Oh, the majestic and versatile oak trees! If we could hear their language, they might whisper this reminder: In spring we are the most beautiful succulent green, in the heat of summer we offer cool shade, in autumn our nuts nourish many, and in winter our wood burns clean and hot.
Oak trees are natives of the Northern Hemisphere, widespread from the tropics north into the cool temperate zones and everywhere in between. All told there are over 200 different species of oak, of which some 85 grow in North America. Oaks not only provide valuable fuel and lumber, but their leaves and acorns supply rich nourishment.
In Mediterranean climates acorns have been a staple of the human diet for thousands of years. People still snack on sweet raw acorns there today. In February 2020 in the southwest corner of Turkey, I watched a young boy pick up a long brown acorn from under a coppiced oak. He bit off the top, sniffed the nut inside and peeled back the shell and papery testa underneath with his knife. Stuffing the knife back in his pocket, he popped the acorn into his mouth as if it were candy. When I asked if he could tell me about the acorns, he gave a startled look and ran off down the rutted road. I stooped down and copied him, then enjoyed the nutty rich snack that had no trace of bitterness.
In that region near the Turkey/Greece border, I observed sheds stacked full of oak branches, as we might stockpile hay. Stored in this way for just a few months, the leaves and acorns are naturally leached of their acidic tannins and become an excellent source of food and fodder. Simply spreading the acorns of many oaks on the ground will transform them into a tasty treat for even the human palate. That is, if the weevils don’t get them first. However, weevil pests are easily managed by controlled burning under the oak trees.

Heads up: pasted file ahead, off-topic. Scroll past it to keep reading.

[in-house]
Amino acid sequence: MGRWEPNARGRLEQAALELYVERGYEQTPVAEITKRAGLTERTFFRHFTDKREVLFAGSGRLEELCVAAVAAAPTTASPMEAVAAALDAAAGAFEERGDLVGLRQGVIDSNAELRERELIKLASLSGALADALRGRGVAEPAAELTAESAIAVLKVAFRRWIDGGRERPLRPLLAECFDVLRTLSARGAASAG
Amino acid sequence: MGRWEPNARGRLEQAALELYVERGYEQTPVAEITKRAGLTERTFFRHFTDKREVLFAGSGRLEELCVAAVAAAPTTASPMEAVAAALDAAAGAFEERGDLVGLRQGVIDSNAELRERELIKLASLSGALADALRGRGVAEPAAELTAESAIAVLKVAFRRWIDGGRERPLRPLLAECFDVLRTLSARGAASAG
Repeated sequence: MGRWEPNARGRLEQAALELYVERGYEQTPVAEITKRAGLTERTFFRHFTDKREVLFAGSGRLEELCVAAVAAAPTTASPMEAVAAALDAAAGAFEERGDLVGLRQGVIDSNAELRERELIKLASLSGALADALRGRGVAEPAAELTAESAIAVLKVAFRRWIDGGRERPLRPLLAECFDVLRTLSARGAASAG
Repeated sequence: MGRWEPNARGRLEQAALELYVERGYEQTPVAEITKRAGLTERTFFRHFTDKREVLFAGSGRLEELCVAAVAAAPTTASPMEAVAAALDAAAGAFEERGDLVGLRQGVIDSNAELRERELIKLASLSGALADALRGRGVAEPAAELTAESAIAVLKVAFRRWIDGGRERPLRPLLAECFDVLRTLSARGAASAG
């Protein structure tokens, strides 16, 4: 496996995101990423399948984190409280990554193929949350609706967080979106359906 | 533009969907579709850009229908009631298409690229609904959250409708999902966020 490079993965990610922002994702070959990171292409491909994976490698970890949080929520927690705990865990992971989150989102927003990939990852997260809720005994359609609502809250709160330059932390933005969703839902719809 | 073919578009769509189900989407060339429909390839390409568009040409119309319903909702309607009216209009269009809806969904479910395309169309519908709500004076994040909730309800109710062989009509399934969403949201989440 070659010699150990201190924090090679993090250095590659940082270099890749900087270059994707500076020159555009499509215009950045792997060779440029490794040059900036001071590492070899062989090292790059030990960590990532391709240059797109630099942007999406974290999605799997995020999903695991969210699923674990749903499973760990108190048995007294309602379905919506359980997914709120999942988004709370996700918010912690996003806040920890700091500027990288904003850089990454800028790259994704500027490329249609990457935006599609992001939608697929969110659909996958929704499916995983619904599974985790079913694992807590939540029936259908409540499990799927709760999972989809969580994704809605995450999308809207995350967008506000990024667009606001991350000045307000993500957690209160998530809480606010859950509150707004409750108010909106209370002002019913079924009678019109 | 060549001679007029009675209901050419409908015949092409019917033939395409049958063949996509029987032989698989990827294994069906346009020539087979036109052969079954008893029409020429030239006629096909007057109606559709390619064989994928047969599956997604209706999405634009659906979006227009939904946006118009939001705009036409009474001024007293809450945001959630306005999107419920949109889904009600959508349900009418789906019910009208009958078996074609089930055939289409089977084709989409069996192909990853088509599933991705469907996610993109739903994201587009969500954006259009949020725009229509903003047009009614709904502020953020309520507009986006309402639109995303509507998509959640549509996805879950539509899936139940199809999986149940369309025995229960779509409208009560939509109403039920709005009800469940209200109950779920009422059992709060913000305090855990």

Acorns comprised 60 to 80% of the diet of California Indians. Even today, majestic oaks bearing sweet acorns soar around former Indian village sites. These trees are living reminders of a time when people planted, pruned and grafted oak trees right here in California. “Tending the Wild” by M. Kat Anderson is an excellent source of information about these practices.
Today many oaks in our region are multi-trunk, evidence that they were cut or burned down in the not-too-distant past and then allowed to re-sprout without stewardship. In a previous era the sprouts that grew from stumps were valuable fodder for native and domestic ruminants. Nowadays the young sprouts are neither eaten or cut off, so they mature into splayed trunks forming a well where water collects, leading to rot and reducing the lifespan of the tree. They also grow shorter and wider than trees grown from acorns, making them more susceptible to wildfire.
We are in an era when human conflict, chemical contamination and water shortages constrict the global food supply, even as wildfire threatens our homes and ecosystems. Well-tended oak woodlands produce an average of 2,000 pounds of nuts per year per acre, and many acorns have the nutritional profile of corn and olives combined. The time is ripe to realize the abundance around us; to see our native oak companions as more than a source of fuel and beauty. By once again considering oaks as providers of food and fodder, we take a step towards the future of health, joy, and abundance we all deserve. The future starts now.
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